I suppose I could write another depressing post about canine mast cell tumors or local restaurants and fests.  But today, I think it would be better to write a book review.  There was a time in my life when I wrote book reviews all the time, at least once or twice a week.  Now I write them as I finish books, which take me a lot longer to read than they used to.  I started Albert Podell's book Around the World in 50 Years: My Adventure to Every Country on Earth over a month ago, when Bill and I were in The Netherlands.  I just finished it this morning.

It didn't take such a long time to finish Mr. Podell's book because it wasn't good or interesting.  On the contrary, I found Around the World in 50 Years a fascinating and entertaining read.  Podell is one of those rare, adventurous characters who had a burning need to achieve his goals, no matter how difficult or even impossible they seem.  A lawyer and writer by trade, he has also been an editor at Playboy, as well as three national outdoor magazines.  He has also written over 250 freelance articles.  I found his writing witty, engaging, and informative, as he outlined his adventures at some of the more obscure and dangerous countries around the world.

Although Podell has the distinction of having been to every official country on the books (at this point in history, anyway), he can't write about every place he's ever seen.  Enough people have been to France, England, and Brazil that he could safely leave his experiences in those countries out of his manuscript.  He does, however, offer tales about Nauru, a little known island nation in Micronesia.  How many people have even heard of Nauru, let alone visited it?  As Podell explains, it's not exactly on the top tier of most traveler's bucket lists.  If you read about his experiences in Nauru, you might come to understand why it's a country that may not exist for much longer.  Same with Tuvalu, another little known country out there in the world.  Podell writes about these far flung places with humor, compassion, and insight.  I almost wanted to see them for myself, were it not for the extreme difficulty in even reaching them.

Aside from seeing fascinating and obscure countries, Podell has also met some amazing people.  He writes of one of his first expeditions to Africa, where he and a friend had taken along a couple of European nurses.  The nurses were seen as potential wife material by a local tribal leader, who took a particular liking to the heavier set blonde one.  Podell and his friend had to do some fancy talking and cultural finessing to avoid bartering their friends to the Africans.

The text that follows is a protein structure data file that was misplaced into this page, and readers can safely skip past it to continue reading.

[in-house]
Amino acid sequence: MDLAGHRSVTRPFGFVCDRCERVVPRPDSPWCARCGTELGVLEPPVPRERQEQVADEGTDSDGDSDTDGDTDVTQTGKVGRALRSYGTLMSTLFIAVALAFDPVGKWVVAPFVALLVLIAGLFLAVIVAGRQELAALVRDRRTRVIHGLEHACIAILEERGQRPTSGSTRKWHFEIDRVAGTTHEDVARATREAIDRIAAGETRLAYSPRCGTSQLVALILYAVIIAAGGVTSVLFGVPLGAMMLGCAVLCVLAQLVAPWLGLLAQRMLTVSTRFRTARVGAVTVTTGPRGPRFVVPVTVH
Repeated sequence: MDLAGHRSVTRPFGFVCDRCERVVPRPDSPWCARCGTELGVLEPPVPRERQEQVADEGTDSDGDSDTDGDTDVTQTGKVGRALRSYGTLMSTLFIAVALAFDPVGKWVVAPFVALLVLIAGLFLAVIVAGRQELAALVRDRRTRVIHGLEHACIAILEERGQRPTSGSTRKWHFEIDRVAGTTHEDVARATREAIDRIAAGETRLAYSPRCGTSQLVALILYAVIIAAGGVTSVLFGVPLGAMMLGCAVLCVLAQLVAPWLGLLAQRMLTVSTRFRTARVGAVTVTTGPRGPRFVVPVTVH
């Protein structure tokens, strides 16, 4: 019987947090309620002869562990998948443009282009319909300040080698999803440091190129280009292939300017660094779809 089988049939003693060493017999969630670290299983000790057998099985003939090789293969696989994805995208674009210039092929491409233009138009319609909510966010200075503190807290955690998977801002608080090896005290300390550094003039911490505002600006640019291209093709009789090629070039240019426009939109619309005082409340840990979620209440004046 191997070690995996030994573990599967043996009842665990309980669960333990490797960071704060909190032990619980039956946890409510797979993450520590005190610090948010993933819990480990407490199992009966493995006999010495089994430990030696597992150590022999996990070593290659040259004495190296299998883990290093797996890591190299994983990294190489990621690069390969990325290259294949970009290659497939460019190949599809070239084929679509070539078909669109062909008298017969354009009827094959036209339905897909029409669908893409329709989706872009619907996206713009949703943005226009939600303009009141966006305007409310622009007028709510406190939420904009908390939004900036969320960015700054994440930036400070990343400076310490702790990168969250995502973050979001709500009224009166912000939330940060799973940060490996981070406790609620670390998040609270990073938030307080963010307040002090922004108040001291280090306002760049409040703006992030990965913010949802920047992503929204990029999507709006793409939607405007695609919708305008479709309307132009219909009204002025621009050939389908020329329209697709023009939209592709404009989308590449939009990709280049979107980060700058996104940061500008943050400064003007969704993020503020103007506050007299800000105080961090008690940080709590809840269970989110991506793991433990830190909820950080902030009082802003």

Another fascinating man Podell met in Africa was a guide who called himself God.  God was quite the character and Podell's stories about him explain why meeting God was yet another enriching experience in his travels around the world.

Podell ran into danger, impossible bureaucracy and red tape, beautiful women, dangerous men, bad weather, bad food, and near death experiences.  He manages to write about all of this with a game sense of fun and enthusiasm.  I think Around the World in 50 Years is a great read for those who are adventurous and love a good story, as well as those who are less adventurous and would prefer to get their information about the world from people who don't mind doing the legwork to experience it.  Podell also went back to countries after they'd changed.  For instance, 25 years ago, the Soviet Union still existed and Podell had been there.  When it broke up, he visited all 15 former republics, some of which are more rustic and exotic than others.  I wish he'd written more about his times in those countries.  Much of this book is about Podell's visits to African countries.  South America and Europe barely get a mention.